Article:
From artisan coffees and exotic aromas to in-house roasting and award-winning baristas, Jakarta’s coffee houses offer the perfect blend of quality and taste


Rich, aromatic and stimulating, coffee’s allure has endured over thousands of years, with more people than ever enjoying the brew around the world. Alongside well-documented destinations such as Colombia and Brazil, Indonesia is one of the world’s top locations for exporting coffee and, with a predominantly Muslim population, the drink has formed an integral part of socialising among its residents for generations. Now, the relationship between Indonesians and coffee is undergoing a new shift — especially in its capital, Jakarta.

Over the past few years, Jakarta has become increasingly influenced by the “Third Wave Coffee” movement, which had already taken root in numerous cosmopolitan cities worldwide. Essentially, this concept elevates coffee above the status of lowly beverage or commonplace commodity, repositioning the brew as a highly desirable artisanal product with a focus on origin, process and roasting methods.

As a result, Indonesian coffee culture is becoming ever more sophisticated. Opened up to the true potential of their locally grown — yet internationally sought-after — beans, locals and expats alike are paying more attention to what they drink, expanding their knowledge about flavour, acidity, aroma and body. Boutique coffee shops are opening up in the capital at an ever-accelerating pace. And unlike the uninspired, uniform beverages served by the global chains, in these cafés, ambience is important and serving specialist coffee is regarded as an art form. There is also more emphasis on presentation, with whimsical latte art gaining in popularity.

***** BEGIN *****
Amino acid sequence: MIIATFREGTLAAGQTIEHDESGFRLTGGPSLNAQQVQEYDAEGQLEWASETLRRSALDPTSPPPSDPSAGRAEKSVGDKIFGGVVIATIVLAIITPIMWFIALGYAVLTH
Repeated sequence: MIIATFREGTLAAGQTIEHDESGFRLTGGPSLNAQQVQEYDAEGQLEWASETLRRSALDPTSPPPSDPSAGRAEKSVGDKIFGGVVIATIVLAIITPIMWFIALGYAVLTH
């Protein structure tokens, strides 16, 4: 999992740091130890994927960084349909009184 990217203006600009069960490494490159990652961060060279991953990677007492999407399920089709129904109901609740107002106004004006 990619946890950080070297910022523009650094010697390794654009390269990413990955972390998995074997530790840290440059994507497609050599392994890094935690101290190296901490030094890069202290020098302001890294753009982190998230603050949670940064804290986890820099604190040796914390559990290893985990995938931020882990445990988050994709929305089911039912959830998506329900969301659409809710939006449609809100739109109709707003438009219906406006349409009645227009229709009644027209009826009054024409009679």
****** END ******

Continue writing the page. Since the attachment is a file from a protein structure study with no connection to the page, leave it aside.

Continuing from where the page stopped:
People want a place with a relaxed atmosphere where they can drink artisan coffee

As coffee drinkers become more discerning, demand is growing for alternative new drinks such as cold-press coffee, while many coffee shops stock coffee bean blends in addition to traditional singleorigin coffees. For instance, locally sourced Sulawesi coffee is popular, either drunk on its own to appreciate the full depth of its earthy flavour, or mixed with different beans to bring out its fruity notes or give it a milder finish.

Influenced by this fresh, urban attitude to coffee, today’s Indonesians will hunt down the latest coffee house on the scene. As Rico Pangadjaja, owner of the Lucky Cat Coffee and Kitchen, explains: “Customers are searching out artisan coffee hangouts where drinking coffee is a social experience. Ten years ago, we might have met in the local bar; now, people want a place with a relaxed atmosphere or somewhere funky and new where they can drink artisan coffee.”

Housed in a white brick building in the heart of Jakarta’s central business district (CBD), Lucky Cat’s airy, plant-strewn space is the capital’s only artisan coffee shop open 24 hours a day. Its cosy ambience and three state-of-the-art brewing machines — not to mention the Instagrammable appeal of the live tree growing in the middle of the café — make it a popular spot for Jakarta’s hip young things.